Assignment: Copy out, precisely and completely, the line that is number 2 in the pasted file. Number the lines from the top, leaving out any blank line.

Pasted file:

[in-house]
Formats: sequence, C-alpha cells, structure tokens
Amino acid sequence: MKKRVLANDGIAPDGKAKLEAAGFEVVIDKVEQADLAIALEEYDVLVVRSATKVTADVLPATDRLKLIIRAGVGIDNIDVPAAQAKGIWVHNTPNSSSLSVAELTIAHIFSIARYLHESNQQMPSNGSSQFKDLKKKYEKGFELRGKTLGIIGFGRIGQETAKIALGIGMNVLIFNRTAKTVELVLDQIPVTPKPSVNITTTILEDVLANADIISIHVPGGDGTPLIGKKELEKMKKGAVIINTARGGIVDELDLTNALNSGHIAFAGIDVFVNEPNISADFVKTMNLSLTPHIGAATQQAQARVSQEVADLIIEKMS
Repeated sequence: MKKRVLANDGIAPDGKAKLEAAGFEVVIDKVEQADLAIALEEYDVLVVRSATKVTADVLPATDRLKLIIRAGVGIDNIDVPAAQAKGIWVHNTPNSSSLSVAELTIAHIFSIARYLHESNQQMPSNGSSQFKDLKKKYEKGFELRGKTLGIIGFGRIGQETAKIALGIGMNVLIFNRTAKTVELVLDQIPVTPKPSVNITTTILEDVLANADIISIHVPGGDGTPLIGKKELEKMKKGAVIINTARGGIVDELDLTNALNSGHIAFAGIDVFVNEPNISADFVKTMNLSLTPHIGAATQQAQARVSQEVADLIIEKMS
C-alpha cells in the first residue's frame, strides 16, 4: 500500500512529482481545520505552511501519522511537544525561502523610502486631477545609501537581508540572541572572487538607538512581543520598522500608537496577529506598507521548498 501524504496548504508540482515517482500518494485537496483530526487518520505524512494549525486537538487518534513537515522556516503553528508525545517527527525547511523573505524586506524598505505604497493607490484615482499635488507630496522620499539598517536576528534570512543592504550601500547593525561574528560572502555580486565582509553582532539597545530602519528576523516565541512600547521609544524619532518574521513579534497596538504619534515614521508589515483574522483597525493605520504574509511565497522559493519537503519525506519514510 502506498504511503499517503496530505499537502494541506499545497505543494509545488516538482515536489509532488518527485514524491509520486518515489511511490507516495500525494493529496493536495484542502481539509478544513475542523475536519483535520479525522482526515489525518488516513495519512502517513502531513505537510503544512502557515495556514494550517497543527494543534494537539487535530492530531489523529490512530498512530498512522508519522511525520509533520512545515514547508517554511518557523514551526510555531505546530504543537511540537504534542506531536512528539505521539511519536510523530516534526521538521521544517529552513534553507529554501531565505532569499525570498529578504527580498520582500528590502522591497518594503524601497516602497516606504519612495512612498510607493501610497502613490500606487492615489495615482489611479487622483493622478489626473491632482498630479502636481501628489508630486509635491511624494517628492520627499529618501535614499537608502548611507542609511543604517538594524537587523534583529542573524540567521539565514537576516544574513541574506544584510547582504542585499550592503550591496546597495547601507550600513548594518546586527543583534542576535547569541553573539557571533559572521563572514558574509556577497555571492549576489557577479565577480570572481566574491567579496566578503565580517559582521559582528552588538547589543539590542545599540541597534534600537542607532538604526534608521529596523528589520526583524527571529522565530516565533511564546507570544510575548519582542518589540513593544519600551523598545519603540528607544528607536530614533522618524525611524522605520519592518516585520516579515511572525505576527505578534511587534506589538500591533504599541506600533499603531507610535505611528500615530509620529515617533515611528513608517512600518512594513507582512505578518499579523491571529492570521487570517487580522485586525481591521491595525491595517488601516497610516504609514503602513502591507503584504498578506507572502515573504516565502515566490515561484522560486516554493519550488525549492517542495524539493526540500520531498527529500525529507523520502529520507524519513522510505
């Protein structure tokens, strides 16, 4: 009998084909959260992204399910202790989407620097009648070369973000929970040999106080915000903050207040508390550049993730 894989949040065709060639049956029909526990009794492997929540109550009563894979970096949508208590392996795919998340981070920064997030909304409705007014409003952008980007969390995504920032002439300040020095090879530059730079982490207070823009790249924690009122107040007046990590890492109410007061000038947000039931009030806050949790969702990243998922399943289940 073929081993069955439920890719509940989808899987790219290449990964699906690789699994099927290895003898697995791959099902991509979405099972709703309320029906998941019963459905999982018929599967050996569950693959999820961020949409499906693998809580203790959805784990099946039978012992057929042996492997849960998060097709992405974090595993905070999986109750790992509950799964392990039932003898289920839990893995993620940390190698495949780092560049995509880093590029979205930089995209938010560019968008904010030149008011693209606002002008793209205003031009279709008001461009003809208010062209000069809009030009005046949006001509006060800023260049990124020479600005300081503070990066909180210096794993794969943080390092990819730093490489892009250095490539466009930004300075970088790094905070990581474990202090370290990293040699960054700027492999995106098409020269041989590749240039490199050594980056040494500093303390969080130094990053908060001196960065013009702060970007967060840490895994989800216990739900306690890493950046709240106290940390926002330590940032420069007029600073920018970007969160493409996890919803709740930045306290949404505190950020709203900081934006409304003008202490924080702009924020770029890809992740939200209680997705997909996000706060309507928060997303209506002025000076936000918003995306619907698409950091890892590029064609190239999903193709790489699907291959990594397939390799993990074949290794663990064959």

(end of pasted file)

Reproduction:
Formats: sequence, C-alpha cells, structure tokens